Fruiting Body – The fruiting body is the most recognizable part of a mushroom. Fruiting bodies contain spores which are dispersed for reproduction. A mature fruiting body can have various structures and it may contain a cap, stalk, ring, volva, and gills. The cap normally houses the spores but in some types of mushrooms, the spore-producing cells could be found in the gills, tubes or inside the cap.
Fruiting Chamber – A mushroom fruiting chamber is an enclosed space that growers use to imitate natural mushroom growing conditions.
Grain Spawn – Grain spawn is mushroom mycelium grown into sterilized grain. Once the mycelium has fully colonised the grain, it can be broken up and mixed into bulk substrate where it can continue to spread and eventually colonise the substrate.
Harvesting – This is the time to pick the mushrooms when the veil starts to break.
Hyphae – The hyphae are long and branching filamentous structures of a fungus and as a group is called the mycelium. The hyphae release enzymes and absorb nutrients from the environment and transport them into different parts of the fungus’ body.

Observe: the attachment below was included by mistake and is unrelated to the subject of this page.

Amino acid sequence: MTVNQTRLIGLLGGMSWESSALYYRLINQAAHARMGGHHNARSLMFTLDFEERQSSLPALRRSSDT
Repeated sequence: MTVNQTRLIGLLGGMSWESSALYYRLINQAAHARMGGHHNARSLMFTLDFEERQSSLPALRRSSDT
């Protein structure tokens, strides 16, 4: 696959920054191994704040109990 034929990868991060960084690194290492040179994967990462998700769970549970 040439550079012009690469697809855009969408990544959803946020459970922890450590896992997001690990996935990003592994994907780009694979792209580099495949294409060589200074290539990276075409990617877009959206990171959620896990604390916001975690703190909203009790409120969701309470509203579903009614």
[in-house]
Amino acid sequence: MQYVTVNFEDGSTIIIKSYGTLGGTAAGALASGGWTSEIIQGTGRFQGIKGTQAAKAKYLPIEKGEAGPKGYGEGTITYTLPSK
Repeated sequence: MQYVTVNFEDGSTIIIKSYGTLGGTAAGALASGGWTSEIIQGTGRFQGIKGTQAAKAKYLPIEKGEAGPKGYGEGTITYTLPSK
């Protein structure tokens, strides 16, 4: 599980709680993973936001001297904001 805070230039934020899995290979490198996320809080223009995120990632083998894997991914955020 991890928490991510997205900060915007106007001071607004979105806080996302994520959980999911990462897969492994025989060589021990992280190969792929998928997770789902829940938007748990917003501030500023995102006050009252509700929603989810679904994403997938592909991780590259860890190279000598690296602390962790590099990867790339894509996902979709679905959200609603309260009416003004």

Incubation – The step after inoculation and before the mycelium has fully colonised the substrate. It is the process of gently warming a culture to steady temperature and humidity to promote rapid growth. This is also the stage where the substrate is most susceptible to contamination.
Inoculation – The process of introducing spores into a sterile substrate to initiate its growth and development. Inoculation should be done in a sanitary environment to avoid contaminating the substrate.
Liquid Culture – A mushroom liquid culture is typically a mixture of sterilized water, sugar solution such as Dextrose, Corn Syrup, Maltose, or Honey and living mycelia cells. It is used to inoculate sterilized grains or substrates for spawn production.
Microscopy – The examination of minute objects not visible to the naked eye by the use of a microscope.
Misting – Spraying water as a very fine mist to allow the environment to stay humid during the fruiting stage.
Mycelium – The mycelium is the root system of the mushroom and an essential part of the life support system for the fungus. It is composed of a dense mass of fine, thread-like filaments that naturally extend into the soil, plant matter, wood and other materials to pick up water and nutrients.
The mycelium excretes enzymes to break down the substrate around them into digestible size so they can be absorbed through the mycelium’s cell wall which can then travel up to the fruiting body.